Ofgem has published plans to compel energy suppliers to notify their customers of the cheapest tariffs after Prime Minister David Cameron promised to reform the energy industry.
During Prime Minister’s Questions last week, Cameron said: “I can announce that we will be legislating so that energy companies have to give the lowest tariff to their customers”.
The Prime Minister’s promise was later played down by government when it emerged that no definitive plan had been formulated. Shadow Energy Secretary Caroline Flint claimed the policy was ‘going nowhere’, whilst several consumer groups warned the plan could further stifle competition in the energy sector.
This week, Ofgem has come to the government’s rescue by proposing a way to achieve the Prime Minister’s promise. The industry regulator described its proposals as being capable of promoting a fairer, more simplified energy market for domestic customers.
Ofgem also proposed putting an end to complex tariffs, whilst all customers should be automatically switched to the cheapest tariff when fixed-term deals expire. Describing the proposals, Alistair Buchanan, the Chief Executive of Ofgem, said: “Our plans will put an end to consumers being confused by complex tariffs and will usher in a simpler, fairer and more competitive energy market for all consumers”.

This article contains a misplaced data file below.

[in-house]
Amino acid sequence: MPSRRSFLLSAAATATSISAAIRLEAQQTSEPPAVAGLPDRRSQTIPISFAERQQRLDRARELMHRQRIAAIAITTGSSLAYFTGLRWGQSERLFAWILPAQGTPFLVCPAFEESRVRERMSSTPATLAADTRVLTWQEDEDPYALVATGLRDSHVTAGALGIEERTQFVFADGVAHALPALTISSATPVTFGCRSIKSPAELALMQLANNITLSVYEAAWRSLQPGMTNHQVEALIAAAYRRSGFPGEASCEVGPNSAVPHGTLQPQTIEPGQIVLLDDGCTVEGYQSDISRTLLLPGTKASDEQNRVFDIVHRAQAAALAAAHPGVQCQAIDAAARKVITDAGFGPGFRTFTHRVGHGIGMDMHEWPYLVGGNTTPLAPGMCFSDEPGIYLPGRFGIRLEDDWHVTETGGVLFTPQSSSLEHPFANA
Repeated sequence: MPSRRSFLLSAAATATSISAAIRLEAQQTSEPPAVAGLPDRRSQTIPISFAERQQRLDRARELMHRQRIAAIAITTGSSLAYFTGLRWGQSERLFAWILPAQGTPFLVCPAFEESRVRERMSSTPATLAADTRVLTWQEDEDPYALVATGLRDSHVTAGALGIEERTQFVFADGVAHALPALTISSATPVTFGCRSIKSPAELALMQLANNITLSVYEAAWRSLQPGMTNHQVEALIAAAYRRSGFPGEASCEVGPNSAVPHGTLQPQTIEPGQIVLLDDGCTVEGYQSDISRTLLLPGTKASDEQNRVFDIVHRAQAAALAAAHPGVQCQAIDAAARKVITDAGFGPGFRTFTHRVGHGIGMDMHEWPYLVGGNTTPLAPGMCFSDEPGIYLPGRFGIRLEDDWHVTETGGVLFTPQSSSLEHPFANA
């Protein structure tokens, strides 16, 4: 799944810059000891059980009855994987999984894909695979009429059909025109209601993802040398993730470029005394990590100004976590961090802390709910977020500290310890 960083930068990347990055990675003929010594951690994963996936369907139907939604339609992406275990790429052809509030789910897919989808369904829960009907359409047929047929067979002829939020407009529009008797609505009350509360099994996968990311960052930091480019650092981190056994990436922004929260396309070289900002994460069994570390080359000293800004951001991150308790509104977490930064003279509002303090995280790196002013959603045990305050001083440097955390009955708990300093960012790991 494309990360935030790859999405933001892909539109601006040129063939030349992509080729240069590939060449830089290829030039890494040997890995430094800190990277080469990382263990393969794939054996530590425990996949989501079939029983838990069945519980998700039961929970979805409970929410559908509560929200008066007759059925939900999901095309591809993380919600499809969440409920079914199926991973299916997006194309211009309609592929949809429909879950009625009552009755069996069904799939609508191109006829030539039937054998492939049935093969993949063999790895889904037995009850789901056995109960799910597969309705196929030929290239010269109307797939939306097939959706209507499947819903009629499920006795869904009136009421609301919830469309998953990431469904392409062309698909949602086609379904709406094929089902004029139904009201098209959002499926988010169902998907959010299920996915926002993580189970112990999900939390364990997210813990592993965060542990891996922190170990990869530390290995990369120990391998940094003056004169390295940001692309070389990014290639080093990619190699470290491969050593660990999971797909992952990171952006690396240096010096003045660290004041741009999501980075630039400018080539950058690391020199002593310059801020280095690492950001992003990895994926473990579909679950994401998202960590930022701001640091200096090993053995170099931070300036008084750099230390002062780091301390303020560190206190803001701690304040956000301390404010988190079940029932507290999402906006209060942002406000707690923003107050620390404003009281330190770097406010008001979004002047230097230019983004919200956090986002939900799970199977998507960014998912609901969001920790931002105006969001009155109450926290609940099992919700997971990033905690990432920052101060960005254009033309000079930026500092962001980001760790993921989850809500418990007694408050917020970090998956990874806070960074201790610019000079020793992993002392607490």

Energy Secretary Ed Davey welcomed the regulator’s plans to “make bills simpler”, but Downing Street would not be drawn on the Prime Minister’s promise made last week, leading the Shadow Energy Secretary to further criticise government. Flint also attacked Ofgem for failing to “get tough with the energy giants”.
The energy industry, which is represented by Energy UK, was equally unimpressed with Ofgem, but suppliers have promised to do all they can to implement regulatory change.
Energy UK’s Chief Executive, Angela Knight, commented: “What they have here is a pretty challenging set of requirements on the companies and we will work with Ofgem and others once we have got the detail to get what is in the best interests of our customers”.
Despite generating enormous profits, the big six energy suppliers in Britain continue to raise domestic energy tariffs every year. To save money on energy bills, households are advised to improve the energy efficiency of their homes by installing loft insulation, cavity wall insulation, double glazing, condensing boilers and new central heating controls.
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